A few years ago, I wrote about how my sister took advantage of a student loan forgiveness program for teachers. It’s a great program if you can participate because it helps the (former) student and it helps society as a whole by putting incentives and compensation more in line with the work performed. Today, I wanted to discuss the Income-based Repayment plan created by the College Cost Reduction and Access Act of 2007. It only became available/effective on July 1 of 2009.

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 Personal Finance 
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Citi Student Loan Rebate Reward Price Increase

Ecstatic GraduateI’ve been doing research on the various reward catalogs of credit card companies when I discovered my favorite reward, a student loan rebate check from the Citi ThankYou Network, had gone up in price. I would routinely cite that reward as one of the main reasons I kept using my Citi card. A few short months ago, for 10,000 points, you could get a $100 check written to your student loan servicer. That came out to each point being valued at 1¢.

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 Personal Finance 
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Four Rules of Thumb In Need of Refreshing

Thumbs Up!Rules of thumb are great. They teach you a little nugget of wisdom and have been vetted by generations of experience. Don’t swim thirty minutes after eating, don’t mix hard liquor and beer, and don’t date your relatives. Follow those rules of thumb and you’ll live a happy and healthy life.

The same can be said about financial rules of thumb. Don’t spend more than you earn, save 10% of your salary, and always buy a used car. You don’t have to always follow those rules of thumb, but if you want to achieve financial prosperity, it’s best to heed them.

However, over the years, some rules of thumb are in need of a refresher. Times change. A rule that made sense ten or twenty, or even a hundred, years ago may not make sense. Let’s have a look.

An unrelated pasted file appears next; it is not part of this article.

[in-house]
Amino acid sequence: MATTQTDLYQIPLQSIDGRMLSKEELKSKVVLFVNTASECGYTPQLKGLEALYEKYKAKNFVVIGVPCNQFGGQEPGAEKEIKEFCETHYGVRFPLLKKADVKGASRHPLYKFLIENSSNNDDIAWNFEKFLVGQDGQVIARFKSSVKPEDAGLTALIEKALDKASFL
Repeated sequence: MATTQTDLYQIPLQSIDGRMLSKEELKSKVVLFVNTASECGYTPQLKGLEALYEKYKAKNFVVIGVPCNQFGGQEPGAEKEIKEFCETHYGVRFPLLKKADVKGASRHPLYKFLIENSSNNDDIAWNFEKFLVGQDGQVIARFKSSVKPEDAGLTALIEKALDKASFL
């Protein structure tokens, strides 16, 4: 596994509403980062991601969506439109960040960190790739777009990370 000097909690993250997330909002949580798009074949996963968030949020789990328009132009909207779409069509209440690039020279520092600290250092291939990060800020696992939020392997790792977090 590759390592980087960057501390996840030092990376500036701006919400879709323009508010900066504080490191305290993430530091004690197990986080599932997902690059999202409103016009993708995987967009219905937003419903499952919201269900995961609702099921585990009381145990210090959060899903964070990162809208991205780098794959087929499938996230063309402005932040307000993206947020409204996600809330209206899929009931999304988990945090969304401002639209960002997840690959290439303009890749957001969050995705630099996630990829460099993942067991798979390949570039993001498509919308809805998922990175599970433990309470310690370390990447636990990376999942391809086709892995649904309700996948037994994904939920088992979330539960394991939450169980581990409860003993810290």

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 Career 
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Is College Worth the Cost of Tuition? Yes.

Graduation CakeEarlier this year I finished writing an article in which I tried to find the salary breakeven point for private vs. public college graduates, a task that was impossible because I couldn’t find enough publicly available information at the time. I was trying to figure out whether college was “worth it” and if so, whether public or private college was a better value. Since I didn’t have enough data, I just took some “average student loan debt” figures and calculated the breakeven point.

In a recent Business Week article, they took a 2007 College Board analysis that showed college graduates earned 61% more than high school graduates over a 40 year career. Master’s degrees earn 93% more. It’s not the private college vs. public college debate but it’s certainly a good look at whether student loan debt, in general, is worth it.

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 Education 
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FAFSA State Grant Deadlines

FAFSA FormI was amazed to learn that 25% of families don’t submit a FAFSA, which is the Free Application for Federal Student Aid, because they’re leaving free money on the table for no good reason. For those that do fill it out, be careful to submit it before your state’s deadline for state grants! The FAFSA deadline is June 30th but many states have earlier deadlines for state specific grants.

Best part about grants? It’s money you don’t have to repay!